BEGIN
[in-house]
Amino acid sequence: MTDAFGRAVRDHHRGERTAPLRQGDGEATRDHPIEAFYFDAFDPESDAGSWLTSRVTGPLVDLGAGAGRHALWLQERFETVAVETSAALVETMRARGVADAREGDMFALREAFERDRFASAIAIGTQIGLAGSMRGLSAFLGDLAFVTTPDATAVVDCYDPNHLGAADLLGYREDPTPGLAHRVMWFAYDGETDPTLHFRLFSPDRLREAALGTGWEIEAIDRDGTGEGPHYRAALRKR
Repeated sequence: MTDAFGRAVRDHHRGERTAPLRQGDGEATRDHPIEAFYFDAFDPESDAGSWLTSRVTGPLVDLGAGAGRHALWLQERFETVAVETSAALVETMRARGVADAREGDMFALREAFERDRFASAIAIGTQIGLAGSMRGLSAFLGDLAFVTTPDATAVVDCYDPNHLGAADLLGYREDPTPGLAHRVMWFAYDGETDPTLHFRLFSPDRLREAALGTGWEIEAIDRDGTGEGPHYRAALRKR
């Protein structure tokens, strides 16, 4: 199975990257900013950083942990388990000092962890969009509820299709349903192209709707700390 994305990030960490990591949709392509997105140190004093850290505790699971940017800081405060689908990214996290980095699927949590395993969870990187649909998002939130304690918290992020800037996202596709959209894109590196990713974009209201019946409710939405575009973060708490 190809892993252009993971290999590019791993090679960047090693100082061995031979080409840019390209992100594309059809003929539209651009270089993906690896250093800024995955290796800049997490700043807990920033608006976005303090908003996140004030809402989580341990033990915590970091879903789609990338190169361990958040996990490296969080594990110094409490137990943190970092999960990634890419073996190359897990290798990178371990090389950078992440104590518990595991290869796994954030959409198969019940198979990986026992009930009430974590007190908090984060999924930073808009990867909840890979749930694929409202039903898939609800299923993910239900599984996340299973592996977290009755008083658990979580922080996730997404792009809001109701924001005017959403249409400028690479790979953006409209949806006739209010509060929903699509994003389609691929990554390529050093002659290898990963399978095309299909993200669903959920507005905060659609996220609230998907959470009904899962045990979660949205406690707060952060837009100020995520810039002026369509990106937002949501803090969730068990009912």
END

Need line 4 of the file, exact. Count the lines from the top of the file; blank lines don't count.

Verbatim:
């Protein structure tokens, strides 16, 4: 199975990257900013950083942990388990000092962890969009509820299709349903192209709707700390 994305990030960490990591949709392509997105140190004093850290505790699971940017800081405060689908990214996290980095699927949590395993969870990187649909998002939130304690918290992020800037996202596709959209894109590196990713974009209201019946409710939405575009973060708490 190809892993252009993971290999590019791993090679960047090693100082061995031979080409840019390209992100594309059809003929539209651009270089993906690896250093800024995955290796800049997490700043807990920033608006976005303090908003996140004030809402989580341990033990915590970091879903789609990338190169361990958040996990490296969080594990110094409490137990943190970092999960990634890419073996190359897990290798990178371990090389950078992440104590518990595991290869796994954030959409198969019940198979990986026992009930009430974590007190908090984060999924930073808009990867909840890979749930694929409202039903898939609800299923993910239900599984996340299973592996977290009755008083658990979580922080996730997404792009809001109701924001005017959403249409400028690479790979953006409209949806006739209010509060929903699509994003389609691929990554390529050093002659290898990963399978095309299909993200669903959920507005905060659609996220609230998907959470009904899962045990979660949205406690707060952060837009100020995520810039002026369509990106937002949501803090969730068990009912």